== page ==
Imports: Any car manufacturer that is not incorporated in the United States even though many of these companies are now owned by the big three.

Joint Venture: This is where 2 or more car manufacturers join forces. Here are some examples of Joint Ventures: Ford and Mazda, Chrysler and Mitsubishi, General Motors and Toyota.

Make: The name of the company that “makes” the vehicle. Mercedes Benz is a “make”. Volvo is a make. Chevrolet is a make, etc.

Manufacture Date: This is the date that approximates when your vehicle was manufactured. You can usually see this inside the front drivers door panel.

Manufacturer Options: Options or accessories that are installed by the car manufacturer.

Model: Like I said before the “Make” is the company that makes the vehicle and the “Model” is just a specific vehicle made by the car manufacturer. For example, Ford is the "make" and "F150" is a “model” within the Ford truck line.

Original Equipment Manufacturer: Also known as “OEM”. Equipment that is made by the company that makes the vehicle.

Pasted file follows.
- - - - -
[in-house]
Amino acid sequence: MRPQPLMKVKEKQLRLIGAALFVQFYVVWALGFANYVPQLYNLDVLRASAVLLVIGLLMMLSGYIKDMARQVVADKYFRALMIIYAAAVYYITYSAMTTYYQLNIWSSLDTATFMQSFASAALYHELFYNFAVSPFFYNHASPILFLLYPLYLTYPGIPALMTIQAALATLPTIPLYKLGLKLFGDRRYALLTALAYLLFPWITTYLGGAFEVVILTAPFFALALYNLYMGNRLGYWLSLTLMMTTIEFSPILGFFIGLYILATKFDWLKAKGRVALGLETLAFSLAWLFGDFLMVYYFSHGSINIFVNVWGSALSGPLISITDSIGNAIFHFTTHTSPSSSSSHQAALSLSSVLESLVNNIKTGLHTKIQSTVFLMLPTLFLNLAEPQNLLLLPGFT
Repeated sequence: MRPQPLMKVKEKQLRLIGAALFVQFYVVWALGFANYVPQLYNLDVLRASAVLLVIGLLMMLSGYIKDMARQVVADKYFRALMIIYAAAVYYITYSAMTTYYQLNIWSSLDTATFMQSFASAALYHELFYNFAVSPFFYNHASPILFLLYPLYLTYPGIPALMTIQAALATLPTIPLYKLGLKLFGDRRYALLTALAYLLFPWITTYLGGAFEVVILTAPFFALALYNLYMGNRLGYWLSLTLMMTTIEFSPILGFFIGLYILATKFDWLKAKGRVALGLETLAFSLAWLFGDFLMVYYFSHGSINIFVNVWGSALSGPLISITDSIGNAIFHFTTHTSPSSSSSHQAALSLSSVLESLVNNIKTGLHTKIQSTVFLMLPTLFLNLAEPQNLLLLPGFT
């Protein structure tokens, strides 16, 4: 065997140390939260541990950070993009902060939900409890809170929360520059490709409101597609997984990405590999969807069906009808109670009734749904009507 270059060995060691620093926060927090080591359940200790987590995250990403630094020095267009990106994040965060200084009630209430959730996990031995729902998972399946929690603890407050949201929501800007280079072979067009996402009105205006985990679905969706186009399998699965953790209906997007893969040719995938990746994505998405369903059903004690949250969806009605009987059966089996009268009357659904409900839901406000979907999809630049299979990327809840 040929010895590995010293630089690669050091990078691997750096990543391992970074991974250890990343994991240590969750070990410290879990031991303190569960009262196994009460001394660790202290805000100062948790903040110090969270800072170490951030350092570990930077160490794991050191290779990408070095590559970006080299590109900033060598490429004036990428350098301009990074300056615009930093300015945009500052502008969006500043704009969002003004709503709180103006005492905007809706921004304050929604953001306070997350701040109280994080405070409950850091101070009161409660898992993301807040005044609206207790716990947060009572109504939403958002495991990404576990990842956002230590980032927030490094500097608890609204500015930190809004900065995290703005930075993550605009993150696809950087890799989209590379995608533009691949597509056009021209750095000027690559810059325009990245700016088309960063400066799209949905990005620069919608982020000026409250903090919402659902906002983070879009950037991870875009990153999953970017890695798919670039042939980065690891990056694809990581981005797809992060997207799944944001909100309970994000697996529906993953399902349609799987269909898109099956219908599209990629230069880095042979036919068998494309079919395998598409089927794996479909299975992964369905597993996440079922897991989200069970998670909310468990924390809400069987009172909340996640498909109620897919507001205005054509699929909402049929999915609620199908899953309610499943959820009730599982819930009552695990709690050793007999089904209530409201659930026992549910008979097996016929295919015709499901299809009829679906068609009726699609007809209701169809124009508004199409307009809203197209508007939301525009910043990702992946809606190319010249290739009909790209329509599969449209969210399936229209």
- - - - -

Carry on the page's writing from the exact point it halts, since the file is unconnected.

Platform Family Members: Also known as “Cousins” or “Twins”. Twins are the same models offered by the same parent company but have different names. The GMC Yukon is basically the same vehicle as the Chevy Tahoe. “Cousins” are the same vehicles that are marketed by different parent companies. The Geo Prism (GMC parent company) and the Toyota Corolla are Twins. By the way, if you’re interested in buying a used Toyota Corolla, you might want to check out the Geo Prism instead because you can get it for a lot less money because of Toyota’s high resale value.

Regional Recall: This is where the manufacturer issues a recall of a certain vehicle due to a manufacturer defect but they will only repair the defect for cars that are in the geographical region they specify. The problem with this type of recall is when the vehicle is bought in one state and is later moved to another state, well, if your vehicle needs that defect fixed...then you are out of luck babe-eee! There have been 40 Regional Recalls within the last 10 years.

U.S. Auto Recalls - Canadian Auto Recalls

Regional Sales Manager: This is the person that pushes your local franchised car dealers to sell. They work for the car manufacturer and are in charge of a specific region within the U.S and all the franchised dealers within that region.

Sales Regions: An area and car dealers within that sales region that the “Regional Sales Manager” is in charge of.

Transplant: Transplants are “foreign” car manufacturers like BMW, Honda, Nissan, Mazda and Mercedes Benz that have factories located in the United States.

Trim Levels: Each model of a particular car will usually be offered by the manufacturer with different option packages. For example: The Ford F150 comes as the XL, the XLT, and the XLT Lariat. Each of them comes with more options. The XL has the least of these options or accessories.